Two of California’s most enduring, contentious political issues–rent control and mobile home owners’ rights–are on a collision course in the Capitol. A squeeze play is afoot–but who is getting squeezed?
“Mobile home park owners across the state are converting their properties into condos” to get around rent-control restrictions, says Assemblywoman Noreen Evans, D-Santa Rosa. “This is driving out seniors and working families from low-income rentals.”
It’s also driving out park owners.
Some 700,000 people live in mobile homes across the state, most of them on spaces owned by the park in which they reside. But those parks are dwindling. More than 1,000 have closed down since the 1990s–perhaps 4,800 remain. The reason for the loss is apparent, park owners say: Restrictions on offering the spaces at market value threaten the parks’ profitability, pinch off funds for maintenance and improvements, and discourage investment. More than 100 communities, including the state’s major cities, have some form of rent control affecting mobile-home parks, but it is a patchwork of locally imposed rules. The upshot, they say, cripples the park’s economics.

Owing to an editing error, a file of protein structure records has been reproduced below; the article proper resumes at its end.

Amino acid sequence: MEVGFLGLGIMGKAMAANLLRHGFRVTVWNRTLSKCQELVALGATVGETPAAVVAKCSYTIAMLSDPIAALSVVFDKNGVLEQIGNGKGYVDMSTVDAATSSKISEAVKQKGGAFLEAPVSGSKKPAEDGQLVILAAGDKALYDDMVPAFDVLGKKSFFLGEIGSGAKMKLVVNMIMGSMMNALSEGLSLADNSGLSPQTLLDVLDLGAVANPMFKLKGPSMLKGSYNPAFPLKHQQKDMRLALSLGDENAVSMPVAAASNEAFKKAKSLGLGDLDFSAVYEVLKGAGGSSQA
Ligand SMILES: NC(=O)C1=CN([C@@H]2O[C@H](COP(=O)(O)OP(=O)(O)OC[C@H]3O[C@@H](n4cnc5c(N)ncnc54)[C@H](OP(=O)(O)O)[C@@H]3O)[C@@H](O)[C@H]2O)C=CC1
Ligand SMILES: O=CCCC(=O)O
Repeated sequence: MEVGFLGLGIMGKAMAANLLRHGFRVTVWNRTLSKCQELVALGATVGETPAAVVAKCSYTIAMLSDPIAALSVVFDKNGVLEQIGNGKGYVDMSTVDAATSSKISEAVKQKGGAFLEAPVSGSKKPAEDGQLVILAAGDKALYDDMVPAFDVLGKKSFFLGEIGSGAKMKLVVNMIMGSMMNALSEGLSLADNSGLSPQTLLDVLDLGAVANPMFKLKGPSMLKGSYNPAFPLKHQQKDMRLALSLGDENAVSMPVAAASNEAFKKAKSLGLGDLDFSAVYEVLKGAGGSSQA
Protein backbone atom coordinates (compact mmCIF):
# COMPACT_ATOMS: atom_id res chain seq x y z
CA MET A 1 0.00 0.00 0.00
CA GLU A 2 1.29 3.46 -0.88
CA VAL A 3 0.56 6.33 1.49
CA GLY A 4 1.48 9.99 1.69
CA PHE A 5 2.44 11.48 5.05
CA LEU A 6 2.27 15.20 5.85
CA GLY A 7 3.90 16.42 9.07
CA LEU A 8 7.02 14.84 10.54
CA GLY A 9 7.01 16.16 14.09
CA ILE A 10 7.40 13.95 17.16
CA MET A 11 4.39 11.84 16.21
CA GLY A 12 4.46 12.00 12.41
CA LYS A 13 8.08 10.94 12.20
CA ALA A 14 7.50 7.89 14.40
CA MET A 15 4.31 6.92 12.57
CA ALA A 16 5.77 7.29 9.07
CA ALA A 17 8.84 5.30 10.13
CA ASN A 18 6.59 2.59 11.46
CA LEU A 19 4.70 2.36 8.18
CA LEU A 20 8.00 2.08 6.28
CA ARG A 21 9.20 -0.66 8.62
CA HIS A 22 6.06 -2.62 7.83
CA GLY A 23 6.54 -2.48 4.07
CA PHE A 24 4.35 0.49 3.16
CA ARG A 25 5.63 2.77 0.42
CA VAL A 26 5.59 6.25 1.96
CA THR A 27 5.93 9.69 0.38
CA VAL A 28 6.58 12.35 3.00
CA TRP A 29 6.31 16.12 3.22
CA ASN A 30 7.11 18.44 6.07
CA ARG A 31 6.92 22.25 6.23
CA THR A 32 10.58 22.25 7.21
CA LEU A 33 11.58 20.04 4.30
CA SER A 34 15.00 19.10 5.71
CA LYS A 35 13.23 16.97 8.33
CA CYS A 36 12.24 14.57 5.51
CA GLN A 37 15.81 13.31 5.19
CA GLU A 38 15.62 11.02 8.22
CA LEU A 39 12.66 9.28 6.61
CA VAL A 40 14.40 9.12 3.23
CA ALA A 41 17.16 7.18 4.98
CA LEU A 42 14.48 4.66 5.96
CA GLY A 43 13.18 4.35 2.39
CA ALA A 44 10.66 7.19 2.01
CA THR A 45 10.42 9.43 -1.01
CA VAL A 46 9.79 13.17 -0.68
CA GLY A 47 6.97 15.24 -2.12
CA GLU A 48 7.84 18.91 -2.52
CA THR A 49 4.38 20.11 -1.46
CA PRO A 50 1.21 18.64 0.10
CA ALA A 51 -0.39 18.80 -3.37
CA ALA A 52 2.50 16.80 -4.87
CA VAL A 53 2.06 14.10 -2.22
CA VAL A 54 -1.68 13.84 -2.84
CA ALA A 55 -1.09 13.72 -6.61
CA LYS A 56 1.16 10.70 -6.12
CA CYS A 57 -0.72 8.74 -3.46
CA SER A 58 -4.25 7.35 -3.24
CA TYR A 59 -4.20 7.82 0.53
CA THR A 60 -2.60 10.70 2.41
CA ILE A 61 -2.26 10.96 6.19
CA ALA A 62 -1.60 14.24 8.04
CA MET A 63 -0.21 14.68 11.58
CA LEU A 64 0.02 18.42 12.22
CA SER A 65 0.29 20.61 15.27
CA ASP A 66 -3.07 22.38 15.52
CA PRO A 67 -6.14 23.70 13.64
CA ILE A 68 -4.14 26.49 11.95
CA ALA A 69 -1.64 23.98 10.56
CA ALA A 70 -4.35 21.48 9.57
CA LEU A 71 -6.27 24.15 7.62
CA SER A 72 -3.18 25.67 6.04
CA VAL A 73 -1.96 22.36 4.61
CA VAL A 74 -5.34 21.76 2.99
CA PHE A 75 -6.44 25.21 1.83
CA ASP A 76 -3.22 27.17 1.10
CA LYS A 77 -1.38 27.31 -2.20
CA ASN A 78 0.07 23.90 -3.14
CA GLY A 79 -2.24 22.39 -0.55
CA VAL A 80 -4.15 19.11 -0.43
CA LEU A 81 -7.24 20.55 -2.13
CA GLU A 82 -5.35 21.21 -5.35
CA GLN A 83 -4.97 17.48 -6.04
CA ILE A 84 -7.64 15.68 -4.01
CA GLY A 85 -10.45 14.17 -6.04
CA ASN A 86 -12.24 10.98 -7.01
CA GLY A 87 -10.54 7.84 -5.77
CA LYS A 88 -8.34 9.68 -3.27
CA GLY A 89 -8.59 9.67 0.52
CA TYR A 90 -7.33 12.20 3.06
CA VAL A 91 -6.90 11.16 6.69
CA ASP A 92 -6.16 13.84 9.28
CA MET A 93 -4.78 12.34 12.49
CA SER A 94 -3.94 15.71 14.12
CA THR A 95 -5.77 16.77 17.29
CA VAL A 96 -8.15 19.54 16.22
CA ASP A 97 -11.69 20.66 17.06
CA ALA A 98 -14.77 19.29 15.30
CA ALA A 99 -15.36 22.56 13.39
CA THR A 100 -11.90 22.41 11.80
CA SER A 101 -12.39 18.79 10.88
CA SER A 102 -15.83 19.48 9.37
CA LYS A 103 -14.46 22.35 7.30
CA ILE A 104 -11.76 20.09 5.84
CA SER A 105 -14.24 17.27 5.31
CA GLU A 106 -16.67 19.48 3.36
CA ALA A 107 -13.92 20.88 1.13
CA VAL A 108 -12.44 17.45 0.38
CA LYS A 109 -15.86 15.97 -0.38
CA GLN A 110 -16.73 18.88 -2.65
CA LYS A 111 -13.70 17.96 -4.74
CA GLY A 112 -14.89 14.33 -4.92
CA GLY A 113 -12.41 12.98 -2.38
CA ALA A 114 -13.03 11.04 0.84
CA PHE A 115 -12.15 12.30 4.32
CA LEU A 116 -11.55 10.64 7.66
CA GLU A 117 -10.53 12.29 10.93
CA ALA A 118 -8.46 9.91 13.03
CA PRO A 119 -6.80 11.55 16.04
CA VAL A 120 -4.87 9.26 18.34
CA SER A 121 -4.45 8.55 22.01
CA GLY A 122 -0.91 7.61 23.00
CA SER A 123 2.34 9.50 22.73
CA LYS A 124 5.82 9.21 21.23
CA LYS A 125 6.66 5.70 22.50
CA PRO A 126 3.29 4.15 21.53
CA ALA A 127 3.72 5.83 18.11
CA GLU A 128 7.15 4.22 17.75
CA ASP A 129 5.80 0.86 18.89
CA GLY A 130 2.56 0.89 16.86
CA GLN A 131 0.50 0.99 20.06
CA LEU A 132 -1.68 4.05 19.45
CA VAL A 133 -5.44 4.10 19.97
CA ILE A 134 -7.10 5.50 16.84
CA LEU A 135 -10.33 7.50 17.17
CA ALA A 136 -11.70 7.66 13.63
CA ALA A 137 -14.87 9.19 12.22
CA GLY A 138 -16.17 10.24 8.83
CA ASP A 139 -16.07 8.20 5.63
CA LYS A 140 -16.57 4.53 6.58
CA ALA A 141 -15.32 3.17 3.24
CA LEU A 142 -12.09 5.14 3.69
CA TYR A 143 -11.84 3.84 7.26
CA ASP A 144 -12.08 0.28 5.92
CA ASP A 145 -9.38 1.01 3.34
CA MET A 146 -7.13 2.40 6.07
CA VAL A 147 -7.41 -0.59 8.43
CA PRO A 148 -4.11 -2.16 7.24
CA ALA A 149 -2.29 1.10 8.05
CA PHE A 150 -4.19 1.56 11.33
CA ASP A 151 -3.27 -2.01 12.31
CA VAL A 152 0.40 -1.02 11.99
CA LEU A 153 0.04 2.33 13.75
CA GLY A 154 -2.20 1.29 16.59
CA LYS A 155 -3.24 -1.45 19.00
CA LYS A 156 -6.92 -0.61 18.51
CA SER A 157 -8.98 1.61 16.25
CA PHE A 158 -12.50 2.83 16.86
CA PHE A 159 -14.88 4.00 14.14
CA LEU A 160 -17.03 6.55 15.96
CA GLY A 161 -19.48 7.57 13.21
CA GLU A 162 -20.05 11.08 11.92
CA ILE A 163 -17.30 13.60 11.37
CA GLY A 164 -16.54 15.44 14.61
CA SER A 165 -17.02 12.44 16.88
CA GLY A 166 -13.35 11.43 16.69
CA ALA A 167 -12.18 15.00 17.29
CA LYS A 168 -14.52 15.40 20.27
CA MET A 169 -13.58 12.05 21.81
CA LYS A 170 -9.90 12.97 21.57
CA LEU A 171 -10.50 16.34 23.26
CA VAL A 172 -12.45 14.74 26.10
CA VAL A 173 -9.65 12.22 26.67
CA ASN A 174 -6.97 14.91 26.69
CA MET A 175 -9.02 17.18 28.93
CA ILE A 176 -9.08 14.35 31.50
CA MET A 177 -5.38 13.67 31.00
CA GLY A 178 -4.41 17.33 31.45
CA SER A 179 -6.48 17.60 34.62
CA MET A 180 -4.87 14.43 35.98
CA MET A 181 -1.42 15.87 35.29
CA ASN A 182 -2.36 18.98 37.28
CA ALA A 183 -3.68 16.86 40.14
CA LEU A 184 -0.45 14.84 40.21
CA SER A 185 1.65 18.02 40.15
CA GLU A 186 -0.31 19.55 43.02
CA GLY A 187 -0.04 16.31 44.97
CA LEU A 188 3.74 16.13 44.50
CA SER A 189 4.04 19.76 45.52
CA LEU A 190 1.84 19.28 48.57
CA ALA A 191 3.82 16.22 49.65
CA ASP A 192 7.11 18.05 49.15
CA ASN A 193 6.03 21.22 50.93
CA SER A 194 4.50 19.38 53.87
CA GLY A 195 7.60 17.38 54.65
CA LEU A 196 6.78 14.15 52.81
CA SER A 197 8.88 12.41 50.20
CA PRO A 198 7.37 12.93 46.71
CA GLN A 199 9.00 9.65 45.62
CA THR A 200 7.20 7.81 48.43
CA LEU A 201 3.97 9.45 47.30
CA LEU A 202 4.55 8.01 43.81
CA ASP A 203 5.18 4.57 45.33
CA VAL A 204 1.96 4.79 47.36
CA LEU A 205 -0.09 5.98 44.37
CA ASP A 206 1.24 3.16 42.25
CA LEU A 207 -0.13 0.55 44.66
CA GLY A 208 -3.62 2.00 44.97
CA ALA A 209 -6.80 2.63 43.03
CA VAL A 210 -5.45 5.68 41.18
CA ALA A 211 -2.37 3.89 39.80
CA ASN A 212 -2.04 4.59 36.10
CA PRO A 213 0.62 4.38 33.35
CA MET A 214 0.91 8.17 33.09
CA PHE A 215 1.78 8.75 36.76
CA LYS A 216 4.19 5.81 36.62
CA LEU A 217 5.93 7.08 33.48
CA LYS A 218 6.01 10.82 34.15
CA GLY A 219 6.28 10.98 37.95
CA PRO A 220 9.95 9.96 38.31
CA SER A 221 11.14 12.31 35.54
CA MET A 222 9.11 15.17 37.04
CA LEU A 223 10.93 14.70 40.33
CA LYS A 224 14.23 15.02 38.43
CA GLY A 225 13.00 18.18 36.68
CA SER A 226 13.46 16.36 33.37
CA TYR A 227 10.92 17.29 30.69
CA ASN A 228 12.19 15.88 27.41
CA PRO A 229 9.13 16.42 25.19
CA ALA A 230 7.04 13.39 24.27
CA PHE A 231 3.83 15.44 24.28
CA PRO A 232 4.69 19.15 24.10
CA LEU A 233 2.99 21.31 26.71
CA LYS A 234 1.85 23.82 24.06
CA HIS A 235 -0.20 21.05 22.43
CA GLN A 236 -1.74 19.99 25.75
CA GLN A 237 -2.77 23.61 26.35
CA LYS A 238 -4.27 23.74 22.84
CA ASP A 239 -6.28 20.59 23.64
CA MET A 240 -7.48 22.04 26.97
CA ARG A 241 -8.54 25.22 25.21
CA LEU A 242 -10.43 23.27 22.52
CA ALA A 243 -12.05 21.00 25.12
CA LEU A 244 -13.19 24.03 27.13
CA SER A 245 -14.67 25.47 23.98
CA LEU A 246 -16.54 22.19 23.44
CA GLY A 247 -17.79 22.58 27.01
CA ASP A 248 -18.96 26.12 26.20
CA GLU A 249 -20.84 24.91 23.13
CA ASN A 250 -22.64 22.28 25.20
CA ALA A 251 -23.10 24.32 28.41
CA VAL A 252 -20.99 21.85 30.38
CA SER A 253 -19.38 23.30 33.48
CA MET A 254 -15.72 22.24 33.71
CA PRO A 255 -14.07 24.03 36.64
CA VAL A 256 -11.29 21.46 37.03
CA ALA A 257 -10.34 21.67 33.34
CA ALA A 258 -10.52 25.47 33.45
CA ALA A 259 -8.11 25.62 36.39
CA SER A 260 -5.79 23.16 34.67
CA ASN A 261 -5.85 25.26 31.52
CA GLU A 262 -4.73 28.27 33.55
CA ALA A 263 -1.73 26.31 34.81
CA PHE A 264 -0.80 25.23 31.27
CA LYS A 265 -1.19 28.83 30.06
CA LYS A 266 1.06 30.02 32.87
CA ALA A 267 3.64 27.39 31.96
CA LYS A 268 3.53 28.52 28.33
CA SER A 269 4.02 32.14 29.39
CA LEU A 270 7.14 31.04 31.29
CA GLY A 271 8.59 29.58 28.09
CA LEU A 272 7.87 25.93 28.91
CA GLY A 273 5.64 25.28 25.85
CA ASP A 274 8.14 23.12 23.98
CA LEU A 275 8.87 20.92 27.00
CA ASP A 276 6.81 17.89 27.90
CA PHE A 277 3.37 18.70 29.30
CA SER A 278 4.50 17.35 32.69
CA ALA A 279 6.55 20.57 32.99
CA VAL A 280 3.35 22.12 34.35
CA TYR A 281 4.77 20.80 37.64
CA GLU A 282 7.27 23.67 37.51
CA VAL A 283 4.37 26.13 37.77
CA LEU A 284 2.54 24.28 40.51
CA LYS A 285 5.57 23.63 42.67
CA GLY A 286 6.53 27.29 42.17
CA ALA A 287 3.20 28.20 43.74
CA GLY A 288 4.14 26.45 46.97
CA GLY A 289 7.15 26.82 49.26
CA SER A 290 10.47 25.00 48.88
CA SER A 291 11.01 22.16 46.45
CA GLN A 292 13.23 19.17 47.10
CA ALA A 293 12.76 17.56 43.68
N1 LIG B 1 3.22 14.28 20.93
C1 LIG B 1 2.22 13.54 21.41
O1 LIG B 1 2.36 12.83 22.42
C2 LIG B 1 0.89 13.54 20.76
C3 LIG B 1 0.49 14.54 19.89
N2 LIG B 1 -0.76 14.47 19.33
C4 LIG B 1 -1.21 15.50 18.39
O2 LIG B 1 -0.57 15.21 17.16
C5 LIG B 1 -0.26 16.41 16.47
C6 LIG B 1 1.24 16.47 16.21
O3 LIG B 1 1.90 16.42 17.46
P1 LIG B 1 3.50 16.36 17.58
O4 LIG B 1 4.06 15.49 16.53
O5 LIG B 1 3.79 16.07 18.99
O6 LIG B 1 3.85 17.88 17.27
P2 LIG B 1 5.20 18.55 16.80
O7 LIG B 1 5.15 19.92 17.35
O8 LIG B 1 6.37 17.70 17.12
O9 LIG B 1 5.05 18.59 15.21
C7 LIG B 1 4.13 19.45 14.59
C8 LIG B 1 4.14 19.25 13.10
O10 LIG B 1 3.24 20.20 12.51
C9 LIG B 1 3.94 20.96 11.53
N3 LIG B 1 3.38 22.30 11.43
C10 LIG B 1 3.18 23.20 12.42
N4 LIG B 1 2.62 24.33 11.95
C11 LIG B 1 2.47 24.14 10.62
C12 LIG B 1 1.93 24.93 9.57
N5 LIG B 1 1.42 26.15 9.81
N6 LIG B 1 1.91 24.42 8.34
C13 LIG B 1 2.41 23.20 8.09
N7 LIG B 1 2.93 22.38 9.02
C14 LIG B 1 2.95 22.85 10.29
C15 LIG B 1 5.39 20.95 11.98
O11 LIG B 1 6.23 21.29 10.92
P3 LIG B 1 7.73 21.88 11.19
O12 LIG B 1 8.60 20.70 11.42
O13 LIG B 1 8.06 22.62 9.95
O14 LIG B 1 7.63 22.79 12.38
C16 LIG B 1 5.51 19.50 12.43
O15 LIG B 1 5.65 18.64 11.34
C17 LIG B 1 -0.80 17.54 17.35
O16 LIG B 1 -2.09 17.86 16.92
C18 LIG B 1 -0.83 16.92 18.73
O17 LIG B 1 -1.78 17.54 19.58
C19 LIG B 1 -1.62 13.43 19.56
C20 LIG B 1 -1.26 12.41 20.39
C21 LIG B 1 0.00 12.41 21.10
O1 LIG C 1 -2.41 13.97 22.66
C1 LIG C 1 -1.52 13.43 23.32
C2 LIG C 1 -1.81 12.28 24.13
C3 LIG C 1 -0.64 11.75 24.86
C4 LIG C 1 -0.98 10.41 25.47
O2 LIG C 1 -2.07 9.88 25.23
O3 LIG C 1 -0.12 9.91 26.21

Those rules have “created disincentives for owners to remain in the business of owning and managing parks and